The three Republican commissioners now in power at the FCC voted this week to erase the agency’s legal authority over high-speed Internet providers. They claim that competition will protect consumers, that the commission shouldn’t interfere in the “dynamic internet ecosystem,” and that they are “protecting internet freedom.” Now that the vote is done, the agency has little to do but mess around with spectrum allocations. The mega-utility of the 21st century officially has no regulator.
Susan Crawford is a professor at Harvard Law School and the author of The Responsive City and Captive Audience.
In the meantime, fed up with federal apathy and sick of being held back by lousy internet access controlled by local cable monopolies, scrappy cities around the US are working hard to find ways to get cheap, world-class fiber-optic connectivity. It’s always been an uphill climb, as the “incumbents”—giant carriers like Comcast, Verizon, and AT&T—are constantly working behind the scenes to block competition. (Recently, Comcast spent nearly $1 million opposing a municipal-fiber vote in Fort Collins, Colorado. The company did not prevail, I’m happy to report.) But now there’s an additional obstacle: Powerful right-wing billionaires have joined the fight against municipal fiber efforts, using their deep pockets to fund efforts to block even the most commonsense of plans.
Bad news for internet access—the Koch brothers are fighting low-cost open fiber nets.
Look what happened in Louisville, Kentucky. It’s a city of about 750,000, the largest in the state. Earlier this year, the city noticed that the state of Kentucky was funding a “middle mile” fiber network designed to connect the state’s 120 counties and provide cheaper connectivity for municipal buildings—KentuckyWired. As part of the project, Louisville—also known as Jefferson County—would be able to run 100 miles of fiber alongside the state network for just the cost of materials.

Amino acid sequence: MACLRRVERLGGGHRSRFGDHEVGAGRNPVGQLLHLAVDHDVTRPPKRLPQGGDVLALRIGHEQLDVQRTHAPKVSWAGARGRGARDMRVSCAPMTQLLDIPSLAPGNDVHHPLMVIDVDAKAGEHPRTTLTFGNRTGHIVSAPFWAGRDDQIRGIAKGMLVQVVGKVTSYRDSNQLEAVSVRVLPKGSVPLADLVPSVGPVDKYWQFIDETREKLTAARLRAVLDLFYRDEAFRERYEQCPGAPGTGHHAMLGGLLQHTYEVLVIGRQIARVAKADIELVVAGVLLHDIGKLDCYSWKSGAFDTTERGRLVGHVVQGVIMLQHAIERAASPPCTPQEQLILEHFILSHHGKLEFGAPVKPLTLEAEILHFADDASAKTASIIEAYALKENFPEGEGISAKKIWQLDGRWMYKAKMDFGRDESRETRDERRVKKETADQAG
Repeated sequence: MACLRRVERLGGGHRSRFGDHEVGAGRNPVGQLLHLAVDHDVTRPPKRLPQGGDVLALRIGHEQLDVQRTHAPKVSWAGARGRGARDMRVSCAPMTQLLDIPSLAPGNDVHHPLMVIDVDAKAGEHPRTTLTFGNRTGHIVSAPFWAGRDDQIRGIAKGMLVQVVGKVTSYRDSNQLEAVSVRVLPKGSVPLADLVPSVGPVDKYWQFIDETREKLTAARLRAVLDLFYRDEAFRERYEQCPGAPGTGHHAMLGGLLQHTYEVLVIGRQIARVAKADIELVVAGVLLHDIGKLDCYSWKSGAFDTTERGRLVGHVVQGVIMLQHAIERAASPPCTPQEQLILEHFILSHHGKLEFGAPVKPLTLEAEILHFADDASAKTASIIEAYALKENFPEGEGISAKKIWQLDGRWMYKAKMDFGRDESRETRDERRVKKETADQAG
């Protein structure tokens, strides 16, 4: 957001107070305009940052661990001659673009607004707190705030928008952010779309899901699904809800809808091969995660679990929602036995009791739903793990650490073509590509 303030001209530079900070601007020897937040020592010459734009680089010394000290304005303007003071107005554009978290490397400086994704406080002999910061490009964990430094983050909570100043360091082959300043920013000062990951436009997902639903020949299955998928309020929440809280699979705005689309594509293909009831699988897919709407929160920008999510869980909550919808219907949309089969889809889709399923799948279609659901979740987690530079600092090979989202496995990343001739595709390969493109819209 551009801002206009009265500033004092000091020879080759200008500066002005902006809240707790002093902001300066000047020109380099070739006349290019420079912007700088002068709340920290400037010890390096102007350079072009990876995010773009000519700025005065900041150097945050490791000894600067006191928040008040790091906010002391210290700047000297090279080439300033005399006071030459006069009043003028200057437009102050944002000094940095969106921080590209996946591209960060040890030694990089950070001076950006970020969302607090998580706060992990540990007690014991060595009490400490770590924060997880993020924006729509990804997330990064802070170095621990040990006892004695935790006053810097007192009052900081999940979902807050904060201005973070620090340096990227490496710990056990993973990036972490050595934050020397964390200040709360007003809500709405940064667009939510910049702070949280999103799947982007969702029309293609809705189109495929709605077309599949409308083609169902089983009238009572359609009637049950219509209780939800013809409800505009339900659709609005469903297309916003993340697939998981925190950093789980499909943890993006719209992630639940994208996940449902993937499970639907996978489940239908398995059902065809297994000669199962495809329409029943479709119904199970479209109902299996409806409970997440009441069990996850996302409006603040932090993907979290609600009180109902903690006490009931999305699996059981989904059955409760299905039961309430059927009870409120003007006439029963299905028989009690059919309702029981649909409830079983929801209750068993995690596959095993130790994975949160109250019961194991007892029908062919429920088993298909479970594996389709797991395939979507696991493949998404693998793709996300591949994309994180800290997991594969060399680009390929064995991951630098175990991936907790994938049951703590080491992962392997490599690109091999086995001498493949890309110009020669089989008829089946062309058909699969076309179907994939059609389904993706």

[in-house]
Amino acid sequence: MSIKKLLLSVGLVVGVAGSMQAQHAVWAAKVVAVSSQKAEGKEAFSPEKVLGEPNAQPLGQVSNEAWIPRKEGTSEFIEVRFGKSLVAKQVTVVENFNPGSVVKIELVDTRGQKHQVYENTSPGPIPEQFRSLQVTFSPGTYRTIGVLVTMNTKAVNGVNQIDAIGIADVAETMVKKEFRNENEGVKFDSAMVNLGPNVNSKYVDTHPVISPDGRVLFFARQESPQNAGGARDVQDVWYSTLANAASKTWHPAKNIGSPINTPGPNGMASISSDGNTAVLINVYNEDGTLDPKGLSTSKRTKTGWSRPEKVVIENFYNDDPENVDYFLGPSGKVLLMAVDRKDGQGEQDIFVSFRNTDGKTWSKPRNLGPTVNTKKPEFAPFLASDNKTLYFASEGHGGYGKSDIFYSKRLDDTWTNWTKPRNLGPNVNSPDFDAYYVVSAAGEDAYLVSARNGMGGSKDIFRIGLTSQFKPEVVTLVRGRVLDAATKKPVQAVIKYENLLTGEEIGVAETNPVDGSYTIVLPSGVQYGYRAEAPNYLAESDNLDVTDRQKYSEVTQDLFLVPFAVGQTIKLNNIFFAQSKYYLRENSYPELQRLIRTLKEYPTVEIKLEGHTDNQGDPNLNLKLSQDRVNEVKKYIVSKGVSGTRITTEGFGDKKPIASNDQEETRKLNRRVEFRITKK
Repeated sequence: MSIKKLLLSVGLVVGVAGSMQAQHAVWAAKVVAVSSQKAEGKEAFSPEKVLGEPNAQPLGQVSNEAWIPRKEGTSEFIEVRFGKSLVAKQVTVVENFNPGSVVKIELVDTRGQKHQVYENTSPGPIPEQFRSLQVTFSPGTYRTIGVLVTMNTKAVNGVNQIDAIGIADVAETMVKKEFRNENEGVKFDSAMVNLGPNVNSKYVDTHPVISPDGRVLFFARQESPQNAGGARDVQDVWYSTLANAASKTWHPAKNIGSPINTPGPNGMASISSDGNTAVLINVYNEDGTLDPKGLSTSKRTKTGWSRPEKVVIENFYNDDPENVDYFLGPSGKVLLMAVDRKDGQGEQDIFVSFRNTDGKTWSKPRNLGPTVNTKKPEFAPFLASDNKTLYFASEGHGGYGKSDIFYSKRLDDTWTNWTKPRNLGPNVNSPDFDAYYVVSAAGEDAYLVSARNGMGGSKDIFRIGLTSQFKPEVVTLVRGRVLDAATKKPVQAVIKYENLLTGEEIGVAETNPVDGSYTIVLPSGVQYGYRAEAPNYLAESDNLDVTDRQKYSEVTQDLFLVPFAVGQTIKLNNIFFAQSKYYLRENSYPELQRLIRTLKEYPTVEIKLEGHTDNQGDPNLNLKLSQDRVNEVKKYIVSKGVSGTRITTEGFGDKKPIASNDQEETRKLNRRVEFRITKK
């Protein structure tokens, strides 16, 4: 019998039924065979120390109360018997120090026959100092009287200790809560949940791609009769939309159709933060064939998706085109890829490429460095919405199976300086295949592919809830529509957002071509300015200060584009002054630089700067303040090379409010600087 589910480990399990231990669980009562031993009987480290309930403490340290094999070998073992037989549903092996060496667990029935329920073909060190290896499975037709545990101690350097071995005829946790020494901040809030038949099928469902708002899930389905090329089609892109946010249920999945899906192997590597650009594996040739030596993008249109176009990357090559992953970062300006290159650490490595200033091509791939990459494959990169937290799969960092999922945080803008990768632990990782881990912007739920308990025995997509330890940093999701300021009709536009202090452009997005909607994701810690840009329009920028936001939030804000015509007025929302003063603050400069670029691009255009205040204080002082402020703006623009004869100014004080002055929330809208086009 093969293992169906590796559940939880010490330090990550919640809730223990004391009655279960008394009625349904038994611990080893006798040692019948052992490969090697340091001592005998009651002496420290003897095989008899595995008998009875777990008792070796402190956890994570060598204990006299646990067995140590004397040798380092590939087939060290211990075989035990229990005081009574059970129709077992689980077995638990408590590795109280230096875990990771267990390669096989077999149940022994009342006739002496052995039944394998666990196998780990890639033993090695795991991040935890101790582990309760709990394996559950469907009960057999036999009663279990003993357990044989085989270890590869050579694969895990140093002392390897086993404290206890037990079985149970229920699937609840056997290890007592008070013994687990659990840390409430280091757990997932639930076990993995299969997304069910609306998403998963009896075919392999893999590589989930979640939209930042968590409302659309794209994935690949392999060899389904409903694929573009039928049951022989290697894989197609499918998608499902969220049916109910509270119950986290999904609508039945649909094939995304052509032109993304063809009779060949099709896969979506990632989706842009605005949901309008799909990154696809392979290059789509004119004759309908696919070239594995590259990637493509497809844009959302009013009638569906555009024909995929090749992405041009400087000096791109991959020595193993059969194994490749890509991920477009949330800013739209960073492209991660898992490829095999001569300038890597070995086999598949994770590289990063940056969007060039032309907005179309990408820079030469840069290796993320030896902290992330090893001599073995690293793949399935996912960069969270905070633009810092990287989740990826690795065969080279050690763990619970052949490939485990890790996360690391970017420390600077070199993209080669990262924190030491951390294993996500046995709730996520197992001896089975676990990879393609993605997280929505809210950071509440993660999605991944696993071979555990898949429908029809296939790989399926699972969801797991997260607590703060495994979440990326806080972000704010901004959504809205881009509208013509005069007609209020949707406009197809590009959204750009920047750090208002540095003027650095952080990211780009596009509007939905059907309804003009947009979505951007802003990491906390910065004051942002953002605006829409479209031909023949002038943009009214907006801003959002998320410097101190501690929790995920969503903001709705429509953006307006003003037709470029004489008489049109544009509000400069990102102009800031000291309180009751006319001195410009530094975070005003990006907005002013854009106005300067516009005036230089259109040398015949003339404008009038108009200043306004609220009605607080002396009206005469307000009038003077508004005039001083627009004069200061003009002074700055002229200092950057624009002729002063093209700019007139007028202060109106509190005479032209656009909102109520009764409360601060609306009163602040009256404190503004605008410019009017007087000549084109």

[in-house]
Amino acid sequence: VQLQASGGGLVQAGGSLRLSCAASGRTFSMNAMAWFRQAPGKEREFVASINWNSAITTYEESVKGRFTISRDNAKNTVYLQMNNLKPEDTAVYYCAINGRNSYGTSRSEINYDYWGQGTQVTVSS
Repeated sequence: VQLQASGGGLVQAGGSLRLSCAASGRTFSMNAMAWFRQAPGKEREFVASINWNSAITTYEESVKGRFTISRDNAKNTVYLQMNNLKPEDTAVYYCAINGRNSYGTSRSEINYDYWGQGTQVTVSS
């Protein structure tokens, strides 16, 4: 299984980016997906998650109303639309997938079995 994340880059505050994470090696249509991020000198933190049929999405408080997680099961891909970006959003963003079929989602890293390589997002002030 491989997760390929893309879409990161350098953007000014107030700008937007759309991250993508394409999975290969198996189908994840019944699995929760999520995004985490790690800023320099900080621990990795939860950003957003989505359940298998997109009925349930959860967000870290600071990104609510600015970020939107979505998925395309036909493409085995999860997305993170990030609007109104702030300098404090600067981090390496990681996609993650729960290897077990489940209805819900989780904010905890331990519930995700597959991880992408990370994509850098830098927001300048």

That seemed like a great deal to Louisville. The city estimated that if it installed fiber for city use from scratch, it would cost $15 million. With the KentuckyWired offer, the same project would cost just $5.4 million—with half of that amount dedicated to placing fiber nodes in West Louisville, a struggling, de facto segregated area of concentrated poverty, poor health outcomes, and general economic distress.
The public benefits of jumping on the KentuckyWired offer would be substantial: Not only would West Louisville get a chance at better access for its homes and businesses, but the city could install fiber-controlled traffic signals, create better and cheaper connectivity for public-safety agencies, and ship data around inexpensively to improve its operations. In a nutshell, the city would build the infrastructure and lease capacity to private internet-service providers. “We were looking at this as our smart city foundation,” Grace Simrall, Louisville’s chief of civic innovation, says. At least half of the new fiber capacity would be reserved for open access leases, to encourage last-mile retail providers to wire homes and businesses. All for just the cost of the fiber lines.